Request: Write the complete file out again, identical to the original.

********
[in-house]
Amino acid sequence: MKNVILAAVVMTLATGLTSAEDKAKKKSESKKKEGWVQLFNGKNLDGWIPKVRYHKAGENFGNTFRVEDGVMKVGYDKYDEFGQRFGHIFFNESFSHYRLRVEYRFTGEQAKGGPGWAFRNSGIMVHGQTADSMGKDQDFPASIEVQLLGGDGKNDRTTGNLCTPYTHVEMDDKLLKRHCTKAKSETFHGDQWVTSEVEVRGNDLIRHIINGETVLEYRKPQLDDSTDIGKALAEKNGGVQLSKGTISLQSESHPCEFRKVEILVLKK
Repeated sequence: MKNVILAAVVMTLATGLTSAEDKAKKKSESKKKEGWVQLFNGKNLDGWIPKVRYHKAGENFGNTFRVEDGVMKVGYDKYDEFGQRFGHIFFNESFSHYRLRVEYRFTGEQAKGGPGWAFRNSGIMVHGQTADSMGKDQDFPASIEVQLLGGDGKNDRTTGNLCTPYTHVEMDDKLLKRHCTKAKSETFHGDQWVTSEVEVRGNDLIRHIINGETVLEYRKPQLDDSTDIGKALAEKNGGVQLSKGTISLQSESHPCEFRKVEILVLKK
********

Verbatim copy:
[in-house]
Amino acid sequence: MKNVILAAVVMTLATGLTSAEDKAKKKSESKKKEGWVQLFNGKNLDGWIPKVRYHKAGENFGNTFRVEDGVMKVGYDKYDEFGQRFGHIFFNESFSHYRLRVEYRFTGEQAKGGPGWAFRNSGIMVHGQTADSMGKDQDFPASIEVQLLGGDGKNDRTTGNLCTPYTHVEMDDKLLKRHCTKAKSETFHGDQWVTSEVEVRGNDLIRHIINGETVLEYRKPQLDDSTDIGKALAEKNGGVQLSKGTISLQSESHPCEFRKVEILVLKK
Repeated sequence: MKNVILAAVVMTLATGLTSAEDKAKKKSESKKKEGWVQLFNGKNLDGWIPKVRYHKAGENFGNTFRVEDGVMKVGYDKYDEFGQRFGHIFFNESFSHYRLRVEYRFTGEQAKGGPGWAFRNSGIMVHGQTADSMGKDQDFPASIEVQLLGGDGKNDRTTGNLCTPYTHVEMDDKLLKRHCTKAKSETFHGDQWVTSEVEVRGNDLIRHIINGETVLEYRKPQLDDSTDIGKALAEKNGGVQLSKGTISLQSESHPCEFRKVEILVLKK